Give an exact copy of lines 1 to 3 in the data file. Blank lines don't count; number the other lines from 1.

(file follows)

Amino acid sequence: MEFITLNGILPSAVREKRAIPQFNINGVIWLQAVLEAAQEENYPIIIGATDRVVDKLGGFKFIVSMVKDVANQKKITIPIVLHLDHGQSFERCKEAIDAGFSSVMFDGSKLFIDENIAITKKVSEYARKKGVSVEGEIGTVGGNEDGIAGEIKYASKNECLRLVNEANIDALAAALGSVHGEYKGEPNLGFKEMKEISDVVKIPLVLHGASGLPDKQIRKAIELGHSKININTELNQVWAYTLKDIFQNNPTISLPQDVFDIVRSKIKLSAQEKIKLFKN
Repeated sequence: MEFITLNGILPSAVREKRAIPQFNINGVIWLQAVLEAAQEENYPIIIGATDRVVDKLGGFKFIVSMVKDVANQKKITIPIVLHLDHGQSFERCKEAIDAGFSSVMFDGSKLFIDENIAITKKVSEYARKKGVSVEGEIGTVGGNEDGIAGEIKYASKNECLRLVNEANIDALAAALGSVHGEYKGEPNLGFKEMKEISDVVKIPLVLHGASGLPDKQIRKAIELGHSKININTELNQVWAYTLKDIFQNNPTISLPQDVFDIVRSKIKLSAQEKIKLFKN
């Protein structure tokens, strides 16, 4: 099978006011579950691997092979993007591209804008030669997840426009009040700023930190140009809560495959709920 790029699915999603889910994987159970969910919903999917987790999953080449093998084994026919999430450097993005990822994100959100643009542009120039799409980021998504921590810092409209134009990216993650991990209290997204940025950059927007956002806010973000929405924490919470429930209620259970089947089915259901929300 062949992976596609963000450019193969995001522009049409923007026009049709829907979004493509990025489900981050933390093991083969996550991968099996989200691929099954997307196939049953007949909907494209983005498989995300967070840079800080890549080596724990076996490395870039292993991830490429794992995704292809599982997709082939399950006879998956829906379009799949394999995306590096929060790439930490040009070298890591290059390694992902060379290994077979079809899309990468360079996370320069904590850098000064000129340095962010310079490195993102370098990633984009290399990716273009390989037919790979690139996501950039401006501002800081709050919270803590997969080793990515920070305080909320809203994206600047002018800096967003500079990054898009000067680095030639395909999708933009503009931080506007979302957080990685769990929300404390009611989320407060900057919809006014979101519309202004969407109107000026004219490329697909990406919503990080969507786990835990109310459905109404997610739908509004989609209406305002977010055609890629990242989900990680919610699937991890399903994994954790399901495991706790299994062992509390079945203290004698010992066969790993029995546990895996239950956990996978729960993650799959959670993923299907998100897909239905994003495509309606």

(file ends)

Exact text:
Amino acid sequence: MEFITLNGILPSAVREKRAIPQFNINGVIWLQAVLEAAQEENYPIIIGATDRVVDKLGGFKFIVSMVKDVANQKKITIPIVLHLDHGQSFERCKEAIDAGFSSVMFDGSKLFIDENIAITKKVSEYARKKGVSVEGEIGTVGGNEDGIAGEIKYASKNECLRLVNEANIDALAAALGSVHGEYKGEPNLGFKEMKEISDVVKIPLVLHGASGLPDKQIRKAIELGHSKININTELNQVWAYTLKDIFQNNPTISLPQDVFDIVRSKIKLSAQEKIKLFKN
Repeated sequence: MEFITLNGILPSAVREKRAIPQFNINGVIWLQAVLEAAQEENYPIIIGATDRVVDKLGGFKFIVSMVKDVANQKKITIPIVLHLDHGQSFERCKEAIDAGFSSVMFDGSKLFIDENIAITKKVSEYARKKGVSVEGEIGTVGGNEDGIAGEIKYASKNECLRLVNEANIDALAAALGSVHGEYKGEPNLGFKEMKEISDVVKIPLVLHGASGLPDKQIRKAIELGHSKININTELNQVWAYTLKDIFQNNPTISLPQDVFDIVRSKIKLSAQEKIKLFKN
């Protein structure tokens, strides 16, 4: 099978006011579950691997092979993007591209804008030669997840426009009040700023930190140009809560495959709920 790029699915999603889910994987159970969910919903999917987790999953080449093998084994026919999430450097993005990822994100959100643009542009120039799409980021998504921590810092409209134009990216993650991990209290997204940025950059927007956002806010973000929405924490919470429930209620259970089947089915259901929300 062949992976596609963000450019193969995001522009049409923007026009049709829907979004493509990025489900981050933390093991083969996550991968099996989200691929099954997307196939049953007949909907494209983005498989995300967070840079800080890549080596724990076996490395870039292993991830490429794992995704292809599982997709082939399950006879998956829906379009799949394999995306590096929060790439930490040009070298890591290059390694992902060379290994077979079809899309990468360079996370320069904590850098000064000129340095962010310079490195993102370098990633984009290399990716273009390989037919790979690139996501950039401006501002800081709050919270803590997969080793990515920070305080909320809203994206600047002018800096967003500079990054898009000067680095030639395909999708933009503009931080506007979302957080990685769990929300404390009611989320407060900057919809006014979101519309202004969407109107000026004219490329697909990406919503990080969507786990835990109310459905109404997610739908509004989609209406305002977010055609890629990242989900990680919610699937991890399903994994954790399901495991706790299994062992509390079945203290004698010992066969790993029995546990895996239950956990996978729960993650799959959670993923299907998100897909239905994003495509309606």